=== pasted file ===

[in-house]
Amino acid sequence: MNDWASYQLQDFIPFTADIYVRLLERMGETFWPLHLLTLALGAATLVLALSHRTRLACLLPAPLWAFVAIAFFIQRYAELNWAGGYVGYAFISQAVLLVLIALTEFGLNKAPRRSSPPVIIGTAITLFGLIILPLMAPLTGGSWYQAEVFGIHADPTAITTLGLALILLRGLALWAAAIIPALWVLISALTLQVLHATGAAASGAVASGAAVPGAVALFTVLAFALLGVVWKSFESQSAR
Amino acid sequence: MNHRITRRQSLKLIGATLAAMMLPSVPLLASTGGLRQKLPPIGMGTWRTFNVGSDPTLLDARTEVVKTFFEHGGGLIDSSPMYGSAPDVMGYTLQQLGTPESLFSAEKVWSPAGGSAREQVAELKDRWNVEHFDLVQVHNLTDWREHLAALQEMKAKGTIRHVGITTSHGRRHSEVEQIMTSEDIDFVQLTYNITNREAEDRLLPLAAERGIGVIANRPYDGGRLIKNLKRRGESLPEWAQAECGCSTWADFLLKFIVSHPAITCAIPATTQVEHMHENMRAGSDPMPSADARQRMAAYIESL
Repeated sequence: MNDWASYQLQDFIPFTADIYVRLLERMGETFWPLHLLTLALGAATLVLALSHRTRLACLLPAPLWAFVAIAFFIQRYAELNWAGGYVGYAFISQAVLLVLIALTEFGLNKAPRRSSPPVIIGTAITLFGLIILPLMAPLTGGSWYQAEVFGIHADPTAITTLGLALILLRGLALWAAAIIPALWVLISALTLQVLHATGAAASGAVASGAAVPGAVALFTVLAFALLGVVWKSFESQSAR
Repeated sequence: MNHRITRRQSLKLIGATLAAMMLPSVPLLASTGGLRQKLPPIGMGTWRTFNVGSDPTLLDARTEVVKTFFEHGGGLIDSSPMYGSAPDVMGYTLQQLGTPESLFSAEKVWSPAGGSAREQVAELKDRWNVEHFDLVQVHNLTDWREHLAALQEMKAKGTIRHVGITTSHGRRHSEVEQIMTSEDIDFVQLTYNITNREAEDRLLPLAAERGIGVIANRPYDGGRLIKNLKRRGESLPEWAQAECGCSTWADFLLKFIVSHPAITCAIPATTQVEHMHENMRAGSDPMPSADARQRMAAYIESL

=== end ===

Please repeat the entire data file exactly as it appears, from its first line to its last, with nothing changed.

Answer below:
[in-house]
Amino acid sequence: MNDWASYQLQDFIPFTADIYVRLLERMGETFWPLHLLTLALGAATLVLALSHRTRLACLLPAPLWAFVAIAFFIQRYAELNWAGGYVGYAFISQAVLLVLIALTEFGLNKAPRRSSPPVIIGTAITLFGLIILPLMAPLTGGSWYQAEVFGIHADPTAITTLGLALILLRGLALWAAAIIPALWVLISALTLQVLHATGAAASGAVASGAAVPGAVALFTVLAFALLGVVWKSFESQSAR
Amino acid sequence: MNHRITRRQSLKLIGATLAAMMLPSVPLLASTGGLRQKLPPIGMGTWRTFNVGSDPTLLDARTEVVKTFFEHGGGLIDSSPMYGSAPDVMGYTLQQLGTPESLFSAEKVWSPAGGSAREQVAELKDRWNVEHFDLVQVHNLTDWREHLAALQEMKAKGTIRHVGITTSHGRRHSEVEQIMTSEDIDFVQLTYNITNREAEDRLLPLAAERGIGVIANRPYDGGRLIKNLKRRGESLPEWAQAECGCSTWADFLLKFIVSHPAITCAIPATTQVEHMHENMRAGSDPMPSADARQRMAAYIESL
Repeated sequence: MNDWASYQLQDFIPFTADIYVRLLERMGETFWPLHLLTLALGAATLVLALSHRTRLACLLPAPLWAFVAIAFFIQRYAELNWAGGYVGYAFISQAVLLVLIALTEFGLNKAPRRSSPPVIIGTAITLFGLIILPLMAPLTGGSWYQAEVFGIHADPTAITTLGLALILLRGLALWAAAIIPALWVLISALTLQVLHATGAAASGAVASGAAVPGAVALFTVLAFALLGVVWKSFESQSAR
Repeated sequence: MNHRITRRQSLKLIGATLAAMMLPSVPLLASTGGLRQKLPPIGMGTWRTFNVGSDPTLLDARTEVVKTFFEHGGGLIDSSPMYGSAPDVMGYTLQQLGTPESLFSAEKVWSPAGGSAREQVAELKDRWNVEHFDLVQVHNLTDWREHLAALQEMKAKGTIRHVGITTSHGRRHSEVEQIMTSEDIDFVQLTYNITNREAEDRLLPLAAERGIGVIANRPYDGGRLIKNLKRRGESLPEWAQAECGCSTWADFLLKFIVSHPAITCAIPATTQVEHMHENMRAGSDPMPSADARQRMAAYIESL